“The honeymoon is over in Khartoum. There was a short period of ambiguity and hope between April 11, 2019 when Sudanese President Omar Al-Bashir was removed from power by his own generals and June 3, 2019 when security forces brutally killed over a hundred peaceful demonstrators and subsequently called for snap elections in seven months.

During that short seven-week period, there was a chance, and even some real indications, that a very Sudanese solution – fragile, confused, but hopeful – would have been found along the lines of previous transitions from military dictatorship to civilian rule. Hopes that 2019 would be something of a repeat of 1964 and 1985 have, at least for now, been dashed although it should not be forgotten that both previous transitions to democracy were brief and led back to dictatorship after a few years. Sudan is closer to the edge and it seems that a much more violent future could be in the cards if another misstep is made.”

 

 

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BBC News still not sure al Kibar was a nuclear reactor

On March 21st the BBC News website produced written and filmed reports about Israel’s acknowledgement of air strikes that destroyed a nuclear reactor in the Deir ez Zor region of Syria over a decade ago.

Not for the first time however, the BBC was obviously keen to communicate to audiences that there is room for doubt concerning the nature of the target.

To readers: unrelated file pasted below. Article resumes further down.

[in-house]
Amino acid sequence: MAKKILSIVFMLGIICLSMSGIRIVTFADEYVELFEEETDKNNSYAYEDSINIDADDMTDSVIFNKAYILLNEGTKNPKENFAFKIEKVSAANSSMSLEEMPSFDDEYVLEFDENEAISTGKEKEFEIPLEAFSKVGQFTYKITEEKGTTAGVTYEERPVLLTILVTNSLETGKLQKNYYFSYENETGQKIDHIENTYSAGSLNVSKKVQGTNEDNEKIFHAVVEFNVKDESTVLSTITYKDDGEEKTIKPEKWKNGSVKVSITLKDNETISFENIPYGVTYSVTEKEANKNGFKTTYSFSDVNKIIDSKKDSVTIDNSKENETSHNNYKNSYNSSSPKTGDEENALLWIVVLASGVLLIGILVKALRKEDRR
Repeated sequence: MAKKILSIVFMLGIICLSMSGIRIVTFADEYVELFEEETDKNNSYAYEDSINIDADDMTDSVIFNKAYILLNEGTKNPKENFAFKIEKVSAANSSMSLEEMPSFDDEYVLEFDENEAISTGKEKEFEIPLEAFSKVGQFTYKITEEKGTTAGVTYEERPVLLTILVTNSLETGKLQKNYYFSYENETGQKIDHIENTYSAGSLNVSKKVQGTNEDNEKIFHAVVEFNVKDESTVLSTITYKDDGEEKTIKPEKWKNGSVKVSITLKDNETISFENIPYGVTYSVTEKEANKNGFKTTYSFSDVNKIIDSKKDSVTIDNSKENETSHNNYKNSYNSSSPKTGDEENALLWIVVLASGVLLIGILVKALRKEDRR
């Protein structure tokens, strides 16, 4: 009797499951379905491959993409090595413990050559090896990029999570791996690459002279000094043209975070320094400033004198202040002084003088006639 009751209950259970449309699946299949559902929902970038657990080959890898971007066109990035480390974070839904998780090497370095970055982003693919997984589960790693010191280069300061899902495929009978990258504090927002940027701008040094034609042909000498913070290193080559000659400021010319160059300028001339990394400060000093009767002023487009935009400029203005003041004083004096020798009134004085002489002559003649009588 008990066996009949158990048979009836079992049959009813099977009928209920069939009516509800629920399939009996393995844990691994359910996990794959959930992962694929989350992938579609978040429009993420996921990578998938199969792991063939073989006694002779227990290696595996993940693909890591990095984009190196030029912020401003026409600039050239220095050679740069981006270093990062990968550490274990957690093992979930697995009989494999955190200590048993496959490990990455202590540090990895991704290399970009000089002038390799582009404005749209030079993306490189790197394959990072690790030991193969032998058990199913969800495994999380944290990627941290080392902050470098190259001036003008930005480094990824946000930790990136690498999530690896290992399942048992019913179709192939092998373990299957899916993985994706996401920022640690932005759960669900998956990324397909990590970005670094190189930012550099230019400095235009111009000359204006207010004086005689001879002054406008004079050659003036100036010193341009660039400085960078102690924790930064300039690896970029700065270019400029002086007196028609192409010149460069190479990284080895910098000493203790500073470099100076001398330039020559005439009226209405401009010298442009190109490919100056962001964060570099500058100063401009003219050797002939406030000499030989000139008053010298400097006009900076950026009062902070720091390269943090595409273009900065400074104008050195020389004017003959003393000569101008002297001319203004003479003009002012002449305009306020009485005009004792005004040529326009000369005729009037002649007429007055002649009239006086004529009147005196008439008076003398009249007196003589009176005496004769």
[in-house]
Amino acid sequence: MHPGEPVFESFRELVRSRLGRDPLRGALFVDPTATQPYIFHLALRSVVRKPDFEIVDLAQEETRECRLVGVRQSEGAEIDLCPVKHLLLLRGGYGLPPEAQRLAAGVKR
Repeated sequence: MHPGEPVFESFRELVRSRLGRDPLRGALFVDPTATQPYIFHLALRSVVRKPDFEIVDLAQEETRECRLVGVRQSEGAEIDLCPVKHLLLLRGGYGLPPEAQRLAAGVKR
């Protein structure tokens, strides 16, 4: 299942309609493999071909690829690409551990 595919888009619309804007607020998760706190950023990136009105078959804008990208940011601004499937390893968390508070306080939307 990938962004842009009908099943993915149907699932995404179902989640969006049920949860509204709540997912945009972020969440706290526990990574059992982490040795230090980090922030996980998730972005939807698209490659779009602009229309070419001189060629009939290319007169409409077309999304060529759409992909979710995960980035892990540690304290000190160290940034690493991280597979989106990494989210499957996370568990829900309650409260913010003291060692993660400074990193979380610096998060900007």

The filmed report is headlined “Israeli footage of 2007 air strike on Syria ‘reactor’” and its synopsis reads:

“Israel has for the first time confirmed that it destroyed a suspected nuclear reactor being built in Syria in 2007.” [emphasis added]

At the top of the written report – titled “Israel admits striking suspected Syrian nuclear reactor in 2007” – readers find the same video captioned “Israeli military video footage showing air strike on suspected Syrian nuclear reactor in 2007″ and the article similarly opens: [emphasis added]

“Israel has for the first time confirmed that it destroyed a suspected nuclear reactor being built in Syria in 2007.

The military said fighter jets bombed the al-Kibar facility in Deir al-Zour province, 450km (280 miles) north-east of Damascus, as it neared completion.

Syria’s government has repeatedly denied that it was building a reactor.”

In a section headed “from the archive” readers find old BBC reports in which Syrian regime propaganda was amplified.

Linking to a BBC report from May 2011, readers are later told that:

“The Syrian military did not retaliate after the attack. President Bashar al-Assad said only that Israel had “bombed buildings and construction related to the military”, which were “not used”.

The International Atomic Energy Agency (IAEA) concluded in 2011 that the site was “very likely” to have been a nuclear reactor.

Syria had signed the Treaty on the Non-Proliferation of Nuclear Weapons (NPT) before the strike, which gave it the right to build a reactor to generate electricity. But it was also obliged to notify the IAEA of any plans to construct a nuclear facility.”